Desalination. The most appropriate alternative, actually. Instead of iceberg transportation from distant latitudes, there could be build desalinating facilities around the coastal lines, and to pipe the obtained sweet water deep into the desert.
Methane. Just like the icebergs - depending on the utilization this gas could be considered as a threat - greenhouse gas, or as an advantage - energy/H2 source. 10 to the 9th tonnes of methane are flared off by oil wells each year. Anyone who has taken elementary chemistry can calculate how much water is produced in burning that amount of methane. In order to condense it out one must cool the exhaust, and the best way to do that is to evaporate sea water, which when added to the water condensed from the burnt methane gives much more than 10 to the 9th tonnes of fresh water.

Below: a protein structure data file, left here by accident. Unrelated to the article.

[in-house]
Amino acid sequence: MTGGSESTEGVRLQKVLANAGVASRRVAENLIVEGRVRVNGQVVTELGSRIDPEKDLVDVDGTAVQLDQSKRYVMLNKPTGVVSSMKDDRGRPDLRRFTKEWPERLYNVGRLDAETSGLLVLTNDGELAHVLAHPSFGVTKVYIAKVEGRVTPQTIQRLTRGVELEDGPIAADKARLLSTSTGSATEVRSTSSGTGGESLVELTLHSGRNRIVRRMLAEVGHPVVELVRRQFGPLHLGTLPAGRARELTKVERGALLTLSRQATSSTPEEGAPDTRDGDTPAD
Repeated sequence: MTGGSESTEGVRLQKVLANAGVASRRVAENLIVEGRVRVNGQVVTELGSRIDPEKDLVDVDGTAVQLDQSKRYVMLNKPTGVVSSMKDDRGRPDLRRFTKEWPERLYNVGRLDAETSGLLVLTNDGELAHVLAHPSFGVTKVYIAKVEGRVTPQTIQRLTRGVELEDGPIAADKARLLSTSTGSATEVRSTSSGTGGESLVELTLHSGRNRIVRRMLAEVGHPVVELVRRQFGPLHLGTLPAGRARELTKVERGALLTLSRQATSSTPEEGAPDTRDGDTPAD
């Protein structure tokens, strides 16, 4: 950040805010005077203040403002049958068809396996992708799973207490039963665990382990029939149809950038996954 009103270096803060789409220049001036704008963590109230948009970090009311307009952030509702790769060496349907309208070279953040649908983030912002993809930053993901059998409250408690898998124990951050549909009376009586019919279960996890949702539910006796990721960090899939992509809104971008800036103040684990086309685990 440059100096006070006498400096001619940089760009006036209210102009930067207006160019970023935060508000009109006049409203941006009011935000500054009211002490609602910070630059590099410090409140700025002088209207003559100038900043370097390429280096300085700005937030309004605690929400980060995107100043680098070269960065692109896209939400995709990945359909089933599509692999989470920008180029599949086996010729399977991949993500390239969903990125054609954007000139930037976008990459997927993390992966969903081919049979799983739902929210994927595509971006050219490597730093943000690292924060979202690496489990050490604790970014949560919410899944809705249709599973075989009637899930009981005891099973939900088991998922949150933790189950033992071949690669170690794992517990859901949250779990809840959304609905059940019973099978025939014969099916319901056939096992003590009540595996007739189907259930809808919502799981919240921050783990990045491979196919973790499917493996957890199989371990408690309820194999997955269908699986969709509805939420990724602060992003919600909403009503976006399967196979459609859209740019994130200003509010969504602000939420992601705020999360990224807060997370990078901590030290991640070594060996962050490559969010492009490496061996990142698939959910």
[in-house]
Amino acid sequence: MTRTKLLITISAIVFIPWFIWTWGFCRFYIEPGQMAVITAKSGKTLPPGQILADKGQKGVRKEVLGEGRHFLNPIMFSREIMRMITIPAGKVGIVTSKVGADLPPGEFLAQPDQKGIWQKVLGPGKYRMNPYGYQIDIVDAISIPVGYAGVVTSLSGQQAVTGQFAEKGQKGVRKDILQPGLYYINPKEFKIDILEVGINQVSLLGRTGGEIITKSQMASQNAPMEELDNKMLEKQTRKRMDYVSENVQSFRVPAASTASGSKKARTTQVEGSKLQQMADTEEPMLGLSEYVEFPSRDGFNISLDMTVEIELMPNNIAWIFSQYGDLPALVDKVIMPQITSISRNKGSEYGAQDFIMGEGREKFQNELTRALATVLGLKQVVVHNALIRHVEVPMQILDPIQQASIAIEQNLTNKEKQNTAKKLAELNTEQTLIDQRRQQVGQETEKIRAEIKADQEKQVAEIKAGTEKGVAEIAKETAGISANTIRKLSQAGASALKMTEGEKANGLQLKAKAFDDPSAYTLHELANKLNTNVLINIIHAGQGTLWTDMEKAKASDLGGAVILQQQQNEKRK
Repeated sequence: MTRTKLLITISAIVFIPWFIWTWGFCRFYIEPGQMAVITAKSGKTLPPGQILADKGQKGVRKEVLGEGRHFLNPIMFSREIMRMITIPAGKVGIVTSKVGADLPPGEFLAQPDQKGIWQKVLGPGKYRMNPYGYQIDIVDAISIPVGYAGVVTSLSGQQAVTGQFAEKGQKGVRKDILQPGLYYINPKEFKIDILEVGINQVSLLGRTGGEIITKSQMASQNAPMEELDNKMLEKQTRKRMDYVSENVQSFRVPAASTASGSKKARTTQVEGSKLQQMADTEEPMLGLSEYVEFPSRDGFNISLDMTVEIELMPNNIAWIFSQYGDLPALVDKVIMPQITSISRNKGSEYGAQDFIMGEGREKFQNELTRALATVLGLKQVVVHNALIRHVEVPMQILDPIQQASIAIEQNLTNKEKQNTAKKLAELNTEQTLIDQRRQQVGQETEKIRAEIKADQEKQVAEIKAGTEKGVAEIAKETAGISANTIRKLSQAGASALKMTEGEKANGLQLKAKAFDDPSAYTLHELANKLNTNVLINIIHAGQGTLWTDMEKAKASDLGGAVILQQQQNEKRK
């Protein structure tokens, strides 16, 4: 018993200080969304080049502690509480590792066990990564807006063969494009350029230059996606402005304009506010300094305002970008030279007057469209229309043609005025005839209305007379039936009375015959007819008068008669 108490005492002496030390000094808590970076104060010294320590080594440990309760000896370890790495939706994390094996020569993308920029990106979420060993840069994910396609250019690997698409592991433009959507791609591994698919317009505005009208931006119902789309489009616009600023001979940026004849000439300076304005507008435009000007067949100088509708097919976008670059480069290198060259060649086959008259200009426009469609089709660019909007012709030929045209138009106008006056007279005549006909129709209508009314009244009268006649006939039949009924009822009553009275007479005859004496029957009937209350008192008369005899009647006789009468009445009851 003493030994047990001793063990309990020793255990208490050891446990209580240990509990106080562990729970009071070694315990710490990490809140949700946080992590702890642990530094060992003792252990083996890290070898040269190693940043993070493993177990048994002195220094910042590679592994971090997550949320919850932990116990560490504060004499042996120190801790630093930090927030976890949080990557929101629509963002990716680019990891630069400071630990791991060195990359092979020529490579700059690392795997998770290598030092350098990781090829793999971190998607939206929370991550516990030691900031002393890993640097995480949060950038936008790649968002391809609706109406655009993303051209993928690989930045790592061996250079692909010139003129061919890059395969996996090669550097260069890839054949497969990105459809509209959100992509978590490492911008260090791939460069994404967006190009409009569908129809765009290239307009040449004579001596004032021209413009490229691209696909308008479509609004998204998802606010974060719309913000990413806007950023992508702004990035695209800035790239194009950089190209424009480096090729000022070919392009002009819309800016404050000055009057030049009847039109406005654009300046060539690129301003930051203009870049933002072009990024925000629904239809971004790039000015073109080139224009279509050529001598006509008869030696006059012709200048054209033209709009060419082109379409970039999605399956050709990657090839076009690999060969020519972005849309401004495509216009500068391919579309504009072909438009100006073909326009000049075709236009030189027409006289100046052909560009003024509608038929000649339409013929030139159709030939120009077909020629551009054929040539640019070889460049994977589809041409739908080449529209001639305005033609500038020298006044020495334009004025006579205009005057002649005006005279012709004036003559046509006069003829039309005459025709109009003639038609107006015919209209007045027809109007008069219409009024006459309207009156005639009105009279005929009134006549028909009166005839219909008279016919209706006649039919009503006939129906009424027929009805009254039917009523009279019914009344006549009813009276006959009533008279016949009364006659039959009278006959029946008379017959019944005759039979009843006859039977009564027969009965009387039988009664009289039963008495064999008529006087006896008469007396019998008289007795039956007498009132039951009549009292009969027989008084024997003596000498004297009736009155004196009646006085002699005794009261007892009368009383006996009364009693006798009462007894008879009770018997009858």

Weather modification. Dispersing silver iodide in the sky through planes or rockets. The moisture from clouds forms droplets around the small particles, and this leads to raining.
DriWater. This is very progressive technology that transforms liquid water into jelly. Then certain quantity of this jelly is placed near the stem, and the roots of the plant thus securing its constant irrigation. Because of the consistence of the jelly the water is not absorbed at once, but in certain period of time, defined by density and quantity.
All these and other water delivering methods require price and ROI calculation, as well as comprehensive computer simulation. Each one of them could be considered as too expensive in one point of view and most preferable in another one. That is why perhaps the best way is to use combination between all of them, and to apply the most appropriate one in specific situations.
Here you may see few links to:
Similar purpose projects – searching different ways for watering and greening the deserts / fighting CO2:
Major international agreements on climate change:
Some of the most aware organizations, respectively most probable participants in an eventual operation: